WAGR Syndrome is a rare genetic syndrome caused by the deletion of part of chromosome 11 resulting in Wilms tumor (a tumor of the kidneys), Aniridia (absence of the colored part of the eye, the iris), Genitourinary anomalies, and mental Retardation.
|(A) Aniridia||No or undeveloped irises|
|(W) Wilms Tumor||Wilms Tumor in approximately 50%|
|(G) Genitourinary Anomalies||Genitourinary anomalies in males and females|
|(R) Developmental Delays||Development Delays vary|
Check out this article about Gabriel Sirr, a Michigan boy living with WAGR Syndrome who was recently able to see for the first time. His favorite color? Green!
I am the parent of a adult female with WAGR syndrome. We are currently enrolled in a research study at the National Institutes of Health. I'm also one of the co-founders of the the IWSA.
CoRDS, or the Coordination of Rare Diseases at Sanford, is based at Sanford Research in Sioux Falls, South Dakota. It provides researchers with a centralized, international patient registry for all rare diseases. This program allows patients and researchers to connect as easily as possible to help advance treatments and cures for rare diseases. The CoRDS team works with patient advocacy groups, individuals and researchers to help in the advancement of research in over 7,000 rare diseases. The registry is free for patients to enroll and researchers to access.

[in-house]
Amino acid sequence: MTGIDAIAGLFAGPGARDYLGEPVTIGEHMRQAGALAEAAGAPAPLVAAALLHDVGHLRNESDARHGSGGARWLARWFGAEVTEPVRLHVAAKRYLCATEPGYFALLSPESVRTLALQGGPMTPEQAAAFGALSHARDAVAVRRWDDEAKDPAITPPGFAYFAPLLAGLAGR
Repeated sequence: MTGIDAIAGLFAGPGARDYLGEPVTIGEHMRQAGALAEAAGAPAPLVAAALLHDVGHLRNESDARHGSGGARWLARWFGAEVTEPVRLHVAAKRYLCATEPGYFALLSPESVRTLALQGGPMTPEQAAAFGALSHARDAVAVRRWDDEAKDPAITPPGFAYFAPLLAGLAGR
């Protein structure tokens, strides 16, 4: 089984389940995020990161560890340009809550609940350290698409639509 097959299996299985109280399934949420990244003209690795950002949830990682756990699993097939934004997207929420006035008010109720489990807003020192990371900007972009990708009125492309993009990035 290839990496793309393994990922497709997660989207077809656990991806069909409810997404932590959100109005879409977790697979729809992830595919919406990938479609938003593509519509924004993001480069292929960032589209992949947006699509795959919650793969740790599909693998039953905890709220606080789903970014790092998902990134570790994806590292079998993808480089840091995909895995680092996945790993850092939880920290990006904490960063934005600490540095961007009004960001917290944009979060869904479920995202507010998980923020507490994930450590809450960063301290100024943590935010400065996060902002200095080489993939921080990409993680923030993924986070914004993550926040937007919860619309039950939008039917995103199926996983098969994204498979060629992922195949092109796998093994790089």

Enrolling is easy.
After these steps, the enrollment process is complete. All other questions are voluntary. However, these questions are important to patients and their families to create awareness as well as to researchers to study rare diseases. This is why we ask our participants to update their information annually or anytime changes to their information occur.
Researchers can contact CoRDS to determine if the registry contains participants with the rare disease they are researching. If the researcher determines there is a sufficient number of participants or data on the rare disease of interest within the registry, the researcher can apply for access. Upon approval from the CoRDS Scientific Advisory Board, CoRDS staff will reach out to participants on behalf of the researcher. It is then up to the participant to determine if they would like to join the study.
Visit sanfordresearch.org/CoRDS to enroll.
This is a very rare genetic disorder.
It can also be referred to as 11p deletion syndrome.
The International WAGR...
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